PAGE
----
Wert thou the castle of the olden time,
Thou solitary pile?—a beacon-light
To the benighted traveller?
Thy lone brow
Peered in baronial pride o'er pathless wilds,
And waters whitened by no daring sail,
While to the roaming red man's eye thy pomp
Was as a dream of terror. Now thou stand'st
In mournful majesty, as if to mark
The desolation of a lordly race,
Or, like a faithful vassal, share their grave.
Farewell! farewell!
A loftier dome may rise,
And prouder columns blot thy time-stain'd walls
From the slight memory of a passing age.
Yet some there are, who deem thy mouldering stones
Dearer than sculpture's boast, where musing thought

Loves silent shades and arbors darkly wreath'd,
And walks dim-lighted by the chequering moon,
While Fancy with the groups of other days
Fills yon deserted halls.
But thou, brave Oak!
Time-honor'd and majestic, who didst lock
Our germ of freedom in thy sacred breast,
Baffling the tyrant's wrath, we will not say
Farewell to thee. For thou dost freshly take
A leafy garland from the hand of Spring,
And bear the autumnal crown as vigorously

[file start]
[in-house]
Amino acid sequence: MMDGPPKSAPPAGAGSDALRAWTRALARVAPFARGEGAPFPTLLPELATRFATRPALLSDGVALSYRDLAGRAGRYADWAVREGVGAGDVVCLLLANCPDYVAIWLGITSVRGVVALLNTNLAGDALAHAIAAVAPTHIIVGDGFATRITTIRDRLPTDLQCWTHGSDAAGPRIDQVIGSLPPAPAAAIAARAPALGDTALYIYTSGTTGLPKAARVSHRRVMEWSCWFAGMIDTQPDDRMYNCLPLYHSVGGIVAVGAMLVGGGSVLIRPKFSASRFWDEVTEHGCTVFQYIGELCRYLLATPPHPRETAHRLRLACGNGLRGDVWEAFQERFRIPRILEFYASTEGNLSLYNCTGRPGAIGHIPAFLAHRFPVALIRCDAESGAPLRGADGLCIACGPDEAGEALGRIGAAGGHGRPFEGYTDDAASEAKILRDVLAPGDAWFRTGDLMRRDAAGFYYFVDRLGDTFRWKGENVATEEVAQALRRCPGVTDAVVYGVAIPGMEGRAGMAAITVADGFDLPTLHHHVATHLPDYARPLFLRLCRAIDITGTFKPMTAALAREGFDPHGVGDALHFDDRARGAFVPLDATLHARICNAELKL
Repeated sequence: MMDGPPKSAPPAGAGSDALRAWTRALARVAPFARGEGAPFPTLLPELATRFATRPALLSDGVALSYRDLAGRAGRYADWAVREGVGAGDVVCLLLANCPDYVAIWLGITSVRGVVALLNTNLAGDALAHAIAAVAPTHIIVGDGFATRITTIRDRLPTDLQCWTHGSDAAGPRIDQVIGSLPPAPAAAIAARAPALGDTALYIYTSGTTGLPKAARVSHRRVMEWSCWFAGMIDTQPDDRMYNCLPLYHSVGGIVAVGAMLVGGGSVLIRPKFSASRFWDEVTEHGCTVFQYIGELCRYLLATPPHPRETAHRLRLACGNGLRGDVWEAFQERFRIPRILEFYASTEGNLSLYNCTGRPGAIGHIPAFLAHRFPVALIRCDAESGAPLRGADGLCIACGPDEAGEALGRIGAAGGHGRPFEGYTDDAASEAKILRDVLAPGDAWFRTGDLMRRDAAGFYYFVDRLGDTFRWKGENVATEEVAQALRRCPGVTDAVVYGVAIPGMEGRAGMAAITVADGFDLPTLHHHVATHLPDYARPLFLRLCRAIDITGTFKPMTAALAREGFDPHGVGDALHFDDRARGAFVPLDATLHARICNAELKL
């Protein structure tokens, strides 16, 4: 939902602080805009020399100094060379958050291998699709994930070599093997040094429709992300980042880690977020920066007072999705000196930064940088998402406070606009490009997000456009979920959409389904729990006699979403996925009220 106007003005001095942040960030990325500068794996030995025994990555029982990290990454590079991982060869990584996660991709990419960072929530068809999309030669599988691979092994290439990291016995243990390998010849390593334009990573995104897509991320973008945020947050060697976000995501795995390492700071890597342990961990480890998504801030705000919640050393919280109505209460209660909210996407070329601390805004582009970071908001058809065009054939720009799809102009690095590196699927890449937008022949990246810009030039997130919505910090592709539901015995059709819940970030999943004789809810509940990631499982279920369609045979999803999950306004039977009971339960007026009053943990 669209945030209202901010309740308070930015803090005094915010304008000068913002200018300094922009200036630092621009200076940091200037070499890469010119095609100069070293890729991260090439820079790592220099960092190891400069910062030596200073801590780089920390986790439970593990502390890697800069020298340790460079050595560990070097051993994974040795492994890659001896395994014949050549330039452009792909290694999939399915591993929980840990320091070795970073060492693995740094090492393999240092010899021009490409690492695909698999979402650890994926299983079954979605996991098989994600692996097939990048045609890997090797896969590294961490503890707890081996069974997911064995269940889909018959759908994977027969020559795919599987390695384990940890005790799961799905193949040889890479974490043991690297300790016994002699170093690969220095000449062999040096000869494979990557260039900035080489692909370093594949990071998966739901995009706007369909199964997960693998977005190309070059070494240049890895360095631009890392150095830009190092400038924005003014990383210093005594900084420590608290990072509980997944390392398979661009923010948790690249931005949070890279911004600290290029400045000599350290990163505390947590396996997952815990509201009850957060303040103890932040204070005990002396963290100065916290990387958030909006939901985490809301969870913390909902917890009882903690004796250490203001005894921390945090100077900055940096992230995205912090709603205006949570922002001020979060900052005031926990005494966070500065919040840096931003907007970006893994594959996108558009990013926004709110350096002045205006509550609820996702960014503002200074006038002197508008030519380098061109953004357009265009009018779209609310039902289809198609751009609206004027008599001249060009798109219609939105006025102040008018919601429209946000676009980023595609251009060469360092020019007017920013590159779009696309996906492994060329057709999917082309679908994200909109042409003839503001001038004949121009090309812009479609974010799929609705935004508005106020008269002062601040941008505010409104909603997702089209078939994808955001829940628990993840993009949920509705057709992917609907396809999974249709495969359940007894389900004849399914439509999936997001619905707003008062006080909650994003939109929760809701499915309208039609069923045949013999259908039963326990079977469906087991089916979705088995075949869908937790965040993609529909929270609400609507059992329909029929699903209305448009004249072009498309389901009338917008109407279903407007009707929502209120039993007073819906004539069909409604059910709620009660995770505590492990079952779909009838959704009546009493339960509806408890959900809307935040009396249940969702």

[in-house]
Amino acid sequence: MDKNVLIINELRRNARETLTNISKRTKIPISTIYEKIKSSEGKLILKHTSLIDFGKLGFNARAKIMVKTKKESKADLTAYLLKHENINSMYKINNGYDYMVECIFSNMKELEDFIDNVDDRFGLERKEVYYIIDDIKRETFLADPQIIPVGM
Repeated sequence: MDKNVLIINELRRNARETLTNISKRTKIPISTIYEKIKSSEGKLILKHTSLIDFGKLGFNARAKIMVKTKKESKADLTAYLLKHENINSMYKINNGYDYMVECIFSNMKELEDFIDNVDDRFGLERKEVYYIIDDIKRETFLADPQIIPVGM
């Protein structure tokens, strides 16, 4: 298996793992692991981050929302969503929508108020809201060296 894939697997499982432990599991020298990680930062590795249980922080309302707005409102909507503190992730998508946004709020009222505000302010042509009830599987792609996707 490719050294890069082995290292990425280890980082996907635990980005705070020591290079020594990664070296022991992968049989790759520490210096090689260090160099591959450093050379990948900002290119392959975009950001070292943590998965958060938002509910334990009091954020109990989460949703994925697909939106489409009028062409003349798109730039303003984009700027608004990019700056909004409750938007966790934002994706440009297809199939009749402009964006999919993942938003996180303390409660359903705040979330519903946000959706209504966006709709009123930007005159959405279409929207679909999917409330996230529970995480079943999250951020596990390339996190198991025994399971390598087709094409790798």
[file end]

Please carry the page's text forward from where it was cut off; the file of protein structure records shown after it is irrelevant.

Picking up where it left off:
As if thou ne'er hadst seen gray Time shred off
Man's branching hopes, age after age, and blast
His root of glory.
Speak, and tell us tales
Of forest chieftains, and their warring tribes,
Who, like the bubble on the waters, fled
Before our sires. Hast thou no record left
Of perish'd generations, o'er whose prime
Thy foliage droop'd?—thou who unchanged hast seen
The wise, the strong, the beautiful go down
To the dark winter of the voiceless tomb?
Oh! flourish on in healthful honor still,
Thou silent Monitor; and should our sons
E'er in the madness of prosperity
Forget the virtues of their patriot-sires,
Be thou a Delphos, warning them to heed
The sumless price of blood-bought liberty.